KudanAR currently provides 2D image tracking, as well as Arbitrary Tracking. Full SLAM is under development and will be released at a future date.
Yes. Kudan's tracker is designed to be able to switch tracking modes on the fly, so you can start a scene in marker mode and switch back and forth between Marker tracking and ArbiTrack as many times as you like.
The iOS SDK contains an ARMultiTrackableNode class that automatically reparents itself to any markers it is associated with when that marker is detected.
On Android or when using the Unity plugin, you would have to manually write a function that changes the parent of a node when a marker is detected.
There is no limit on the number of markers you can detect at the same time. Our native SDKs have an option that lets you specify a limit so that you can optimise the performance of your app in situations where you're using lots of markers at the same time.
A good marker has lots of high contrast corners that are distributed fairly evenly. The pattern should be non-repetitive. The aspect ratio of the marker shouldn't be too large. For more information on what makes a good marker, read our page on What Makes a Good Marker??
Firstly you should attempt to improve the quality of your marker. If this isn't an option, then you can try adjusting the tracker parameters for the marker. In the case of failing to detect you can reduce the detection threshold. For unstable tracking you can adjust the number of features tracked as well as pose filtering.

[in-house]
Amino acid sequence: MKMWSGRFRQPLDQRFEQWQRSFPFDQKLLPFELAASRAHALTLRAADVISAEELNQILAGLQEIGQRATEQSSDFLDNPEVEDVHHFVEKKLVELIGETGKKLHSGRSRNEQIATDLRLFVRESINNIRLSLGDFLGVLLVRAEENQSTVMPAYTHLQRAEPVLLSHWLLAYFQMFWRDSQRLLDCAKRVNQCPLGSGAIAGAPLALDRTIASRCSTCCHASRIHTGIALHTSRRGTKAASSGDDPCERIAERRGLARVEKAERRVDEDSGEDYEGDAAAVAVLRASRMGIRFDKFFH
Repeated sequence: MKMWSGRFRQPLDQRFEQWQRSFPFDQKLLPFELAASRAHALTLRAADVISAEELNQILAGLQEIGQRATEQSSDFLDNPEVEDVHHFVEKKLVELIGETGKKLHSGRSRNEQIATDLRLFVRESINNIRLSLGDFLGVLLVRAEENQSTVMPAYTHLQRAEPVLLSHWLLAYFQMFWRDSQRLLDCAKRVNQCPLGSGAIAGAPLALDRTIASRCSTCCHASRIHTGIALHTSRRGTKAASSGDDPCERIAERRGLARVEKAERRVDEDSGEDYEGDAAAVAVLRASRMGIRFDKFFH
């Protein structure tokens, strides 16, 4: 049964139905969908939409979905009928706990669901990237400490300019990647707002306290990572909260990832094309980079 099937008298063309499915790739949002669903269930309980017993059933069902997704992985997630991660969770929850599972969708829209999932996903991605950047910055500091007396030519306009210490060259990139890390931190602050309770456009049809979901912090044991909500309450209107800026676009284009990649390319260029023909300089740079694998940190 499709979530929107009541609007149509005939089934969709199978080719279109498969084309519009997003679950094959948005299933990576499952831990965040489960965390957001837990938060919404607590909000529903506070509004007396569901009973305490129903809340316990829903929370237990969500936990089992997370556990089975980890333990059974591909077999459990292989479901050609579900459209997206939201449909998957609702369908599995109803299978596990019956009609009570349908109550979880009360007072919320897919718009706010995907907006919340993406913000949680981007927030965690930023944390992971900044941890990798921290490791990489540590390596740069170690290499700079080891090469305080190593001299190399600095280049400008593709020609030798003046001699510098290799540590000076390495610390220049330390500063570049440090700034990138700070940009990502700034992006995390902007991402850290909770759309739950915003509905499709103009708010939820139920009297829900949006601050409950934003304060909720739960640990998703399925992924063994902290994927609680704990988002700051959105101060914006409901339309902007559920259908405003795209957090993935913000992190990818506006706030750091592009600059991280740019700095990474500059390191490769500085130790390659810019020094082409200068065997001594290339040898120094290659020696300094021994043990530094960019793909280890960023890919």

The Kudan image tracker does work with bad markers but tracking quality may be degraded. There are several controls available in the native SDKs to fine-tune the tracking parameters to better suit poor markers.
Arbitrary Tracking, ArbiTrack for short, is KudanAR's own SLAM-based tracking solution for tracking arbitrary parts of the camera image. This can be the entire camera image, including any new parts that come into view, or constrained to a narrower area such as a person. It initialises instantly without requiring different viewpoints, and is especially suited for tracking flat surfaces in 6 degrees of freedom.
ArbiTrack tracks feature points in the environment to know where it is in relation to its immediate surroundings. This allows the tracker to correctly place and track objects in the real world.
SLAM stands for Simultaneous Localisation and Mapping. The camera draws a map of its surroundings as it moves around and can calculate its own position in the world by comparing what it sees to the map it has created.
Arbitrary Tracking initialises instantly without having to move the device to different viewpoints. It also works especially well on flat surfaces such as distant landscapes, floors, or walls. SLAM is more suited to mapping out environments which it can recognise even after tracking has been lost.